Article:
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As you do, I was watching a video about levelling granite surface plates used in precision machine shops and labs. They're ground and lapped to a high level of flatness (I think AA plates are flat to within around 0.005mm) and a key tool for this process is a set of electronic differential levels like these.

These devices are used to measure the relative inclination of different parts of the plate and the paths are integrated to give a map of global roughness across the plate. The manufacturers of these levels claim that they can measure .1 arcseconds repeatably. If I did the maths right, across a 1m surface plate that corresponds to vertical displacement of 4.8e-7m.

My question is, how do these things work? I'm not electronic engineer but I assume each unit contains a (hinged or flexible) pendulum ~0.1m in length with capacitive plates on both sides charged from an AC source. As the pendulum flexes or rotates around the hinge, the relative change in capacitance between the plates on either side would result in a voltage difference between the two capacitors that you could then feed into an amplifier to measure the change in pendulum displacement and thus the change in the orientation of the level. Combine this with another level as shown in the video and you can measure the relative change in orientation between the units.

I've left some of the maths in here for you lot to enjoy working out for yourselves but if anyone has an idea of what the circuitry looks like inside these things, I'd like to know whether my assumption was even close. I've been playing around with a circuit sim to try and build something that can measure very small changes in relative capacitance but alas, I've got nothing that really works.

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Obviously you don't need instrumentation like that to make granite surface plates extremely flat (they were made long before such electronics existed). You need three plates and a great deal of patience. See Foundations of Mechanical Accuracy on creating a master flat plane.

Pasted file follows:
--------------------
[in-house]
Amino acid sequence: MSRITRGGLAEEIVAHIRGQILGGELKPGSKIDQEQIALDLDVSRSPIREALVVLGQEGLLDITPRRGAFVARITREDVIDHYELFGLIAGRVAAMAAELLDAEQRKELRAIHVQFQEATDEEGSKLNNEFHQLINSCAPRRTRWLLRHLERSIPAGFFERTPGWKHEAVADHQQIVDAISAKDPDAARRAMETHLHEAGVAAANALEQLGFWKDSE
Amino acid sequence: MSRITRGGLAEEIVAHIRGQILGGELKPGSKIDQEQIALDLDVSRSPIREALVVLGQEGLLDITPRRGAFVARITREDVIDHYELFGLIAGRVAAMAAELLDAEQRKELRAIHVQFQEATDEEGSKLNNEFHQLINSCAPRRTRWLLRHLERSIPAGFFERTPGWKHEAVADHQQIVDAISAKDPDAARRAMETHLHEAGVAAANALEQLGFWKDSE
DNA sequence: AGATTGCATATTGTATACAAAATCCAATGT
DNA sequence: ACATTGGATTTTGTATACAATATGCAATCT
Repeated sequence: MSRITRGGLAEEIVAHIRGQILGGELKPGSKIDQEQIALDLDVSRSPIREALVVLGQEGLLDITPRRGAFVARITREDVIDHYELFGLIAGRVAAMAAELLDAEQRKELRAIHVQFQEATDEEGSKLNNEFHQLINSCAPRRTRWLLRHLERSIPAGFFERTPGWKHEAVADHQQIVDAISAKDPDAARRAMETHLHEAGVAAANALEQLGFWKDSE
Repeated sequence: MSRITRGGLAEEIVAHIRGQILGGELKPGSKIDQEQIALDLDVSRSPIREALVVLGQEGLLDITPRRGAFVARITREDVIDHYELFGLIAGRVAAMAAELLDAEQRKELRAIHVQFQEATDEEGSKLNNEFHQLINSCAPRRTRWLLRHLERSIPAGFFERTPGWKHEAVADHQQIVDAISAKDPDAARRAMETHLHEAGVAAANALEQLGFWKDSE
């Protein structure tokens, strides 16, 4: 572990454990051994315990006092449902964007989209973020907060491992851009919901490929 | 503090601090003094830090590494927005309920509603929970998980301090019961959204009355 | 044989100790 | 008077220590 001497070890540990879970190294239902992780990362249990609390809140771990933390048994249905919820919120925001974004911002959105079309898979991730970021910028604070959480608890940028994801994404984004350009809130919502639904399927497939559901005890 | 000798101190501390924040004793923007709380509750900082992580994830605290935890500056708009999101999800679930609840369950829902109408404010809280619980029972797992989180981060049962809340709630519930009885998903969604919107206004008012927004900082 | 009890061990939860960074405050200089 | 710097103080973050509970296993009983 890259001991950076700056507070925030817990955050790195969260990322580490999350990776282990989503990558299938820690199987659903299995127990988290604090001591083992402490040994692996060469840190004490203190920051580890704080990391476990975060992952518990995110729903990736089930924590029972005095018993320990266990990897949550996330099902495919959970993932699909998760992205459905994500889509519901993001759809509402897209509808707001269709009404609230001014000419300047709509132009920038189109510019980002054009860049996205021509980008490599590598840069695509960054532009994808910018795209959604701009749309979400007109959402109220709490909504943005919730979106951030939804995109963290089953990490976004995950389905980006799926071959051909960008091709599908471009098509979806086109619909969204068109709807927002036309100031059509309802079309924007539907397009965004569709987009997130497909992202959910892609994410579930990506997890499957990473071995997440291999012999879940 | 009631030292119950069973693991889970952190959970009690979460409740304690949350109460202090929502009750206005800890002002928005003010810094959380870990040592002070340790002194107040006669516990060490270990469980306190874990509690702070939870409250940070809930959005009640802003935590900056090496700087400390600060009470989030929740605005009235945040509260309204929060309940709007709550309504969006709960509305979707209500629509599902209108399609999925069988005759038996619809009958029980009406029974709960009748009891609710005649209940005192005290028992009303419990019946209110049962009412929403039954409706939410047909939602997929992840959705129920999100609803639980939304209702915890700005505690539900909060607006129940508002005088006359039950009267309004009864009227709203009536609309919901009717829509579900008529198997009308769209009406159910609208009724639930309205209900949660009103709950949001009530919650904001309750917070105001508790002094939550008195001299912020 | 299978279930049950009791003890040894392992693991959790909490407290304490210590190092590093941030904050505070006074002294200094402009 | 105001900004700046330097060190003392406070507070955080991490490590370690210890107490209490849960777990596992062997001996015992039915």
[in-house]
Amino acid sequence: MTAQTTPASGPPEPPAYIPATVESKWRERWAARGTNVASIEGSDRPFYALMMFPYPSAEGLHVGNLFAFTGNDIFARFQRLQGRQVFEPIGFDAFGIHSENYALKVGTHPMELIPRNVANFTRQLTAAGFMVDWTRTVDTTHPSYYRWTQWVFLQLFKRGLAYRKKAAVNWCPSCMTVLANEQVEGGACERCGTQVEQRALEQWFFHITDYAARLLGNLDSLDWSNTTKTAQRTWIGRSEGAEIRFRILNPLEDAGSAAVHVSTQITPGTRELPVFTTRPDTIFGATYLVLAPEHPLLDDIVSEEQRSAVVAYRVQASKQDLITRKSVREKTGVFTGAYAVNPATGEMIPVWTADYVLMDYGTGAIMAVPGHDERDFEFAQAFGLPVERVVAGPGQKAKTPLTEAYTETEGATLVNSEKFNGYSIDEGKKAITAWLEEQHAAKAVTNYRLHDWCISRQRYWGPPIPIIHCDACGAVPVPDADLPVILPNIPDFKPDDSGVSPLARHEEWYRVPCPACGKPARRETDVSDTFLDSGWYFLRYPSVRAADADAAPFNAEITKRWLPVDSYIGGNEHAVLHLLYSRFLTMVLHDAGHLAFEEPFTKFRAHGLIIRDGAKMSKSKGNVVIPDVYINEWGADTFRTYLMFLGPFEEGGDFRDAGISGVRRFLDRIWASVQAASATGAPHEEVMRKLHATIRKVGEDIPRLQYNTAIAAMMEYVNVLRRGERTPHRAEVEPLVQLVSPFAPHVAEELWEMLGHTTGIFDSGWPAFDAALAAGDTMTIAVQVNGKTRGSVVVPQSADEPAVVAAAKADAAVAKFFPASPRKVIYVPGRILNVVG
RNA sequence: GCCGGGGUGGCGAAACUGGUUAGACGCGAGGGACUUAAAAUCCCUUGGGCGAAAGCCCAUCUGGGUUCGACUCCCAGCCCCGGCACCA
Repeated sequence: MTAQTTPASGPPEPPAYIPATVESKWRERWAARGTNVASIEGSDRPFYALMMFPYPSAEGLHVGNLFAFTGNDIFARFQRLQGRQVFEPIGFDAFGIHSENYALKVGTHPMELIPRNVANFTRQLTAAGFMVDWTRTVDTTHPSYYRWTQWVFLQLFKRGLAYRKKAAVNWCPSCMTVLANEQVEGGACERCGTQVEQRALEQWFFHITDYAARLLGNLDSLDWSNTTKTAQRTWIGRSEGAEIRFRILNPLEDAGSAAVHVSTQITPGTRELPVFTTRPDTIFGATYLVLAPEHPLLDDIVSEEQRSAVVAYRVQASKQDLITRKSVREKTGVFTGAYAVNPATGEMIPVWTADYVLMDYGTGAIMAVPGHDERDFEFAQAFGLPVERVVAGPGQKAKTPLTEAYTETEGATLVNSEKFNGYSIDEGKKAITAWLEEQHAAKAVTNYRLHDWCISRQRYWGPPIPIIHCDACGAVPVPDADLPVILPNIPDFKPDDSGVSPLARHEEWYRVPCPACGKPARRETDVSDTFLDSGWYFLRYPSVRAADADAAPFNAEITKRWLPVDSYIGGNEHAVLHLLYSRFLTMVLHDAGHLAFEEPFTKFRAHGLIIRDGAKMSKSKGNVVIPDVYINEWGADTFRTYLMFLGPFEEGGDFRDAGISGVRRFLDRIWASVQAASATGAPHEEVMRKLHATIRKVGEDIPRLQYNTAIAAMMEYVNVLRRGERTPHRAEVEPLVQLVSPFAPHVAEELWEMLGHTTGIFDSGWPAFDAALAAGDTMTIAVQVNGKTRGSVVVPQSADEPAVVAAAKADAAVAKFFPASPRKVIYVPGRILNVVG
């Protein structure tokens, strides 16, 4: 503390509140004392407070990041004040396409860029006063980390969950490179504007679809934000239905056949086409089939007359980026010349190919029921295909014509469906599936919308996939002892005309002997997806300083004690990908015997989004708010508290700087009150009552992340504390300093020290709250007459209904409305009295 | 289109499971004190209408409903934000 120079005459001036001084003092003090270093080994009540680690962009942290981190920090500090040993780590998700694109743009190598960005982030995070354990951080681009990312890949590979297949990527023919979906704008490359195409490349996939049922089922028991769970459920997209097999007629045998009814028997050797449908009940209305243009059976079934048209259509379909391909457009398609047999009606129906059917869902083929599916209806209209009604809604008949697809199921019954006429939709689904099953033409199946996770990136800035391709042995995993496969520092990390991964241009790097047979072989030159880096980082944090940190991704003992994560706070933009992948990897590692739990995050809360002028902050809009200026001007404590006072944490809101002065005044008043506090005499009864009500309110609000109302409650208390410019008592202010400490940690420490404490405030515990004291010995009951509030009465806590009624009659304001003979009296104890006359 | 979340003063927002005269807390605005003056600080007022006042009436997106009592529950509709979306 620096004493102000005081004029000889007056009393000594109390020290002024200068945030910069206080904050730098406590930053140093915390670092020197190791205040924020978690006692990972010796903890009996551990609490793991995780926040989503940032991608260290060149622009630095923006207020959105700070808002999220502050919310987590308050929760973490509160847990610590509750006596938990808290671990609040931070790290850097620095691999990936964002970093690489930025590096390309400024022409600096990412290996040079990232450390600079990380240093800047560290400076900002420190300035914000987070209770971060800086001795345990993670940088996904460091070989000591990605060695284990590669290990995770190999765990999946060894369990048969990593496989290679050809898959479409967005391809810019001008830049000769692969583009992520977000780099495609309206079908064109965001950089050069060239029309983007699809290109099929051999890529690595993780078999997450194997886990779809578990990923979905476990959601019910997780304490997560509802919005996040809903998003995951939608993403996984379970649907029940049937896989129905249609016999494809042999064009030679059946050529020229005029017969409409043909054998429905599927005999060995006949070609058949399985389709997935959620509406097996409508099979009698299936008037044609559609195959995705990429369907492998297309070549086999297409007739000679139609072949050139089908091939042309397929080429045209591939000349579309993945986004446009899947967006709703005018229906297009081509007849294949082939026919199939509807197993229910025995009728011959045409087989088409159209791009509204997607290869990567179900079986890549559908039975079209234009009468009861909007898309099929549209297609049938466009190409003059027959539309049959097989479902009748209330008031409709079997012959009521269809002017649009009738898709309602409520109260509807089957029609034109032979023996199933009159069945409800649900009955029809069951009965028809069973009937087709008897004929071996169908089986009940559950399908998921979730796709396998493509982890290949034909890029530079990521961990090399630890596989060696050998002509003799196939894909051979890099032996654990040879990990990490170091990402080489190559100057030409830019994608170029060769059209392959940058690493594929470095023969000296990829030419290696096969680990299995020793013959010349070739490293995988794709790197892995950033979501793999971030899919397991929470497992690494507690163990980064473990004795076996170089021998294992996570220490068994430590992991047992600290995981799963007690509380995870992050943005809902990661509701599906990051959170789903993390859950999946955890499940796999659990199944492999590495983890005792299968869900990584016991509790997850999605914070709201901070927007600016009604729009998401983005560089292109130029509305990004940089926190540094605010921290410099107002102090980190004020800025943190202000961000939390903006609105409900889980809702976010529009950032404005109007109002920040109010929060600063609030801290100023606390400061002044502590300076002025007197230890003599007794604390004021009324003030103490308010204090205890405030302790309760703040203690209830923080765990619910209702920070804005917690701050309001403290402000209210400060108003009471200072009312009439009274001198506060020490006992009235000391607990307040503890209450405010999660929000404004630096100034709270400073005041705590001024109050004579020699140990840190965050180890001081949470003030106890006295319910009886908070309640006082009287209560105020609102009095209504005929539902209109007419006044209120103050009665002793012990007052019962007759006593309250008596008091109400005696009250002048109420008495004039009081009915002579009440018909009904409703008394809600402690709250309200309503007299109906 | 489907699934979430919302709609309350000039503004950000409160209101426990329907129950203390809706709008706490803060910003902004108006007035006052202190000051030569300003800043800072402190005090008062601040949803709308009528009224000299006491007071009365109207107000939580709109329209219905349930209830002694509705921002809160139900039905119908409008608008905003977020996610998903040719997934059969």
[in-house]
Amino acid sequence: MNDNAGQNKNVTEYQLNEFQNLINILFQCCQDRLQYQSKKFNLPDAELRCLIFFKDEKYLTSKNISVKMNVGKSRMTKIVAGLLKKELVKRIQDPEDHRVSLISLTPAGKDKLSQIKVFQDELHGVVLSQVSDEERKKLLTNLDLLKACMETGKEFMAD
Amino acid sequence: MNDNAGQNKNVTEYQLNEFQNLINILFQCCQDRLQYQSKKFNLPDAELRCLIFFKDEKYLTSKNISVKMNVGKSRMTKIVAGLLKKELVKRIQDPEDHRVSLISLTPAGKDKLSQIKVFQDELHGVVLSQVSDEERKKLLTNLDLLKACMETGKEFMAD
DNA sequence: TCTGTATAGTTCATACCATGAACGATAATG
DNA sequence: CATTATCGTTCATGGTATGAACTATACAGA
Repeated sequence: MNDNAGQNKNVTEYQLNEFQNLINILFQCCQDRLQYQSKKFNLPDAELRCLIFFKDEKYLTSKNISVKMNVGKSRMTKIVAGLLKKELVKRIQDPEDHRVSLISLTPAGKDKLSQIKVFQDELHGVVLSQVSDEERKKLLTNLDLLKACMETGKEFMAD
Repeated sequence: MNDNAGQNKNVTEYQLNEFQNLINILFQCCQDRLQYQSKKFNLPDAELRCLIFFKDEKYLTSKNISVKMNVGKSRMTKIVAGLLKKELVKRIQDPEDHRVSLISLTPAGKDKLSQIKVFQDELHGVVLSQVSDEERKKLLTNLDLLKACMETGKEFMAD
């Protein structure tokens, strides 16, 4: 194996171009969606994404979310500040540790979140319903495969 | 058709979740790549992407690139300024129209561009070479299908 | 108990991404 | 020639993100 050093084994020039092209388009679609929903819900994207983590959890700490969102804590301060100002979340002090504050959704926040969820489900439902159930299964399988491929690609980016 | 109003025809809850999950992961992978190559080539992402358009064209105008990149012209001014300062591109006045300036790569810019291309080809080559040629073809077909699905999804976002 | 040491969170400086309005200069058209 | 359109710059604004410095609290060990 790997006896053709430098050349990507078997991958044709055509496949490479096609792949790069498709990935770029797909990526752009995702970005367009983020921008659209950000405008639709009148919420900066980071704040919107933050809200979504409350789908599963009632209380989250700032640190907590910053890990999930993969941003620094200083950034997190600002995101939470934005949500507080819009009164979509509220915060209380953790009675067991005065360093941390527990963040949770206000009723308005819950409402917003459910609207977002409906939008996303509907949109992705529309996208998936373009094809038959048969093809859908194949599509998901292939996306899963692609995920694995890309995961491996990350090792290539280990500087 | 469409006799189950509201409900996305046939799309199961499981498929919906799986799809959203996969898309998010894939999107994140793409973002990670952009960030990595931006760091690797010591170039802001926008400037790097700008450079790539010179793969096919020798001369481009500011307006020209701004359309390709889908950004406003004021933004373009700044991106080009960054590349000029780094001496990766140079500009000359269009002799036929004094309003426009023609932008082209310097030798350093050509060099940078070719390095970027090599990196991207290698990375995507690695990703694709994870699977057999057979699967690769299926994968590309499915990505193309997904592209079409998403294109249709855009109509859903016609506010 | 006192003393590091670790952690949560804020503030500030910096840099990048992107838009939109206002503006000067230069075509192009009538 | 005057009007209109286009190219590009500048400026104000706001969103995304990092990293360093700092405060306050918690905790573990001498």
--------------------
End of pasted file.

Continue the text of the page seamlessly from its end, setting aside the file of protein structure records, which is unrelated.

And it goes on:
I don't know what's in that particular set of instrumentation, but one approach to detecting angles very close to vertical is a pendulum with differential capacitive sensor. It's not all that hard, with reasonable care, to detect fF of capacitive difference and ~10aF RMS is possible with extreme care over a 1Hz bandwidth. You can also make a closed-loop system using actuation to servo the gaps. Think excitation with kHz AC and synchronous demodulation, for starters.

I have an inexpensive mechanical master machinist level that has a resolution of 0.0002"/10" or about 0.005mm in 200mm. Smaller B grade (toolroom) plates are supposed to be about that good in overall flatness.

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    \$\begingroup\$ I learned a few things here, today. Thanks. Also, reading at page 24ff in that reference you offered us, it reminds me of the many, many, many hours I spent with red rouge on glass surfaces polishing them until reaching almost a 20th wave of flatness (struggling for 0.1 fringe or about 1.2E-6 Inch.) \$\endgroup\$
    – jonk
    May 18 at 0:19
  • \$\begingroup\$ Thanks for your comment and I would second your book recommendation, it's actually how I started on this path! Could you recommend any resources for reading more about differential capacitance sensing? I've done a bit of googling but nothing's jumping out as a good starting point. \$\endgroup\$
    – HJCee
    May 18 at 8:57

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